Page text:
Baby Boy Dies in a Tragic Accident Involving Liquid Nicotine, Parker Waichman LLP Comments

Share Article

The tragic report appears to be the first involving the death of a child associated with the product that is generally used with electronic cigarettes.

News Image
Given liquid nicotine’s toxicity, potentially deadly consequences in children, and increased use, it is no surprise that the product is associated with increased reports to poison centers and increased injuries.

Parker Waichman LLP, a national law firm which has long been involved in a number of key cases involving issues related to traditional cigarettes, e-cigarettes, and related products, such as chewing tobacco and liquid nicotine, comments on reports of the first child dying from liquid nicotine. According to a December 12, 2014 report by ABC News, the one-year-old boy lived in Fort Plain, a town in upstate New York State, when he was found unresponsive, rushed to the hospital, and was ultimately pronounced dead. It seemed the boy ingested liquid nicotine at his home. Fort Plain police did not confirm if the liquid nicotine was tied to an e-cigarette, but did describe the toddler’s death as a “tragic accident.”

Parker Waichman LLP comments that e-cigarettes have been associated with a rising number of injuries, including burns, nicotine toxicity, and heart and respiratory issues. The rise of e-cigarettes and so-called “vaping” in recent years has also meant a rise in the purchase of liquid nicotine, which is brightly colored and produced in flavors including, cotton candy or gummy bear, which could tempt young children.

“The fruit and candy flavors with which liquid nicotine is made offer great appeal to children and are very dangerous because of that appeal. Increased regulation is imperative to ensure that children are not placed in jeopardy because of the unregulated packaging of liquid nicotine products,” Gary Falkowitz, Managing Attorney at Parker Waichman LLP, pointed out.

Based on mounting complaints, Parker Waichman LLP is concerned that e-cigarette makers are touting the devices to younger people. As an advocate against nicotine use, the Firm maintains that, regardless of the method, e-cigarettes are still nicotine delivery systems. “It is not known whether e-cigarettes may lead young people to try other tobacco products, including conventional cigarettes, which are known to cause disease and lead to premature death,” the U.S. Food and Drug Administration (FDA) indicated in an August 2014 report.

According to a December 14, 2014 report by the American Association of Poison Control Centers (AAPCC), the AAPCC indicated that it supports federal legislation that would require the U.S. Consumer Product Safety Commission (CPSC) to mandate childproof packaging for liquid nicotine following the recent death. The proposed bipartisan, bicameral legislation is entitled the “Child Nicotine Poisoning Prevention Act of 2014,” and would enable and direct the Commission to mandate childproof packaging for liquid nicotine sold at the consumer level. Also according to the AAPCC, “One teaspoon of liquid nicotine could be lethal to a child, and smaller amounts can cause severe illness, often requiring trips to the emergency department.” The Centers noted that no standards exist today to mandate childproof packaging.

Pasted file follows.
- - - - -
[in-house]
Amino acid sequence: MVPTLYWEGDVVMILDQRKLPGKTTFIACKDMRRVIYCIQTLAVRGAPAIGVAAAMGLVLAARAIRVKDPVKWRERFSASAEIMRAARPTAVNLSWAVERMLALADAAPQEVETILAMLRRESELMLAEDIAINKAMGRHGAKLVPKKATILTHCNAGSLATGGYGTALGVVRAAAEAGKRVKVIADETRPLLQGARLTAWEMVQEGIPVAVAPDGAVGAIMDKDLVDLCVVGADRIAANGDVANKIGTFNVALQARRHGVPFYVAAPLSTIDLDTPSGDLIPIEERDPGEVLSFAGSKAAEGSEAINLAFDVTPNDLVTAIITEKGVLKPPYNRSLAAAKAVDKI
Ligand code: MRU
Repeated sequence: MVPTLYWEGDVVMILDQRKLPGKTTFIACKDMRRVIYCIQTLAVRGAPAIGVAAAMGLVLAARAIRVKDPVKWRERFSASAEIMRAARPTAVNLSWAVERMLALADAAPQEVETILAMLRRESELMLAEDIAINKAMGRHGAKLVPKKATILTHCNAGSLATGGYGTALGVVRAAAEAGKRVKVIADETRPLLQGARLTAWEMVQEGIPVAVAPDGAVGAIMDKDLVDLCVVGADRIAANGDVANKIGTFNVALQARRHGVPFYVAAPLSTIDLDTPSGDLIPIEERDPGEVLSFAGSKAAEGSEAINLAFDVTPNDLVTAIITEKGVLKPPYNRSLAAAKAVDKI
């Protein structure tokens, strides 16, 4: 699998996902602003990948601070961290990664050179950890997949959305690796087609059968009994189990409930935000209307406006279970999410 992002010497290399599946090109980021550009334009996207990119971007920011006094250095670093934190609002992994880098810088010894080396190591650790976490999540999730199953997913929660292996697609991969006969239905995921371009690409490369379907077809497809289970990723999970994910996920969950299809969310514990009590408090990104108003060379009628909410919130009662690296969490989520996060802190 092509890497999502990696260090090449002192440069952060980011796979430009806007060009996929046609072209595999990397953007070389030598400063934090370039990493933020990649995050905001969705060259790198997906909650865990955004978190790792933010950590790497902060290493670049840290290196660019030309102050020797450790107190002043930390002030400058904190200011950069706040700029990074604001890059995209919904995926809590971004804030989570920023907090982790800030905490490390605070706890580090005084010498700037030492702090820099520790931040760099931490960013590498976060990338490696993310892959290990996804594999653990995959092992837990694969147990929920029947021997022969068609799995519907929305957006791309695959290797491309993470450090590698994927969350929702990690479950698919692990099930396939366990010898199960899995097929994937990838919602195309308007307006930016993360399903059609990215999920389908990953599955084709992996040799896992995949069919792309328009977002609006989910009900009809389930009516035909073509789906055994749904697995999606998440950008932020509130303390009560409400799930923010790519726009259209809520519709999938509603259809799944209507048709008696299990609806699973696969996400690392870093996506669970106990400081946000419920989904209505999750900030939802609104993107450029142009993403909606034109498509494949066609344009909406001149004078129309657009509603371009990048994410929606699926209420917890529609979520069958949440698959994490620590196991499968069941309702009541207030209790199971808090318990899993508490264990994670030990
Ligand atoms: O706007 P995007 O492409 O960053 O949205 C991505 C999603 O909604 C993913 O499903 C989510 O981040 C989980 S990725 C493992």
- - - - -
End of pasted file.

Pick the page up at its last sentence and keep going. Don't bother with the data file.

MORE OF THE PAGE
“Given liquid nicotine’s toxicity, potentially deadly consequences in children, and increased use, it is no surprise that the product is associated with increased reports to poison centers and increased injuries,” said Mr. Falkowitz.

“Since early 2013, we have seen an increase in liquid nicotine and e-cigarette exposure calls to poison centers that show no signs of plateauing in the immediate future. The Child Nicotine Poisoning Prevention Act is a common sense means towards preventing a second unnecessary and avoidable death,” said AAPCC President Jay L. Schauben, PharmD, DABAT, FAACT. Poison centers nationwide received 460 calls in 2013 associated with liquid nicotine and e-cigarettes. The following year saw a trebling of that number to 1,543 with a little more than half of the reports involving children under six years of age. As of November 30, the figure for 2014 has doubled from 2013 to 3,638 exposure calls.

“The use of e-cigarettes is continuing to increase and, with advertising touting the devices as safe, and as a safe alternative to traditional smoking, these devices are also often used in public areas, exposing non-smokers to what may be dangerous vapors,” said Mr. Falkowitz. “In addition to the dangers being seen with children exposed to these products, more and more research is pointing to the hazards associated with those who use e-cigarettes, as well as those who are exposed to e-cigarettes,” he added. “Parker Waichman LLP continues to offer free lawsuit consultations to victims of e-cigarette injuries.”

If you or a loved one experienced complications, injuries, or death following use of, or exposure to, liquid nicotine or e-cigarette vapors or other ingredients, please visit the firm's e-cigarette page. Free case evaluations are also available by calling 1-800-LAW-INFO.

Share article on social media or email:

View article via:

Pdf Print

Contact Author

Gary Falkowitz
Follow us on
Visit website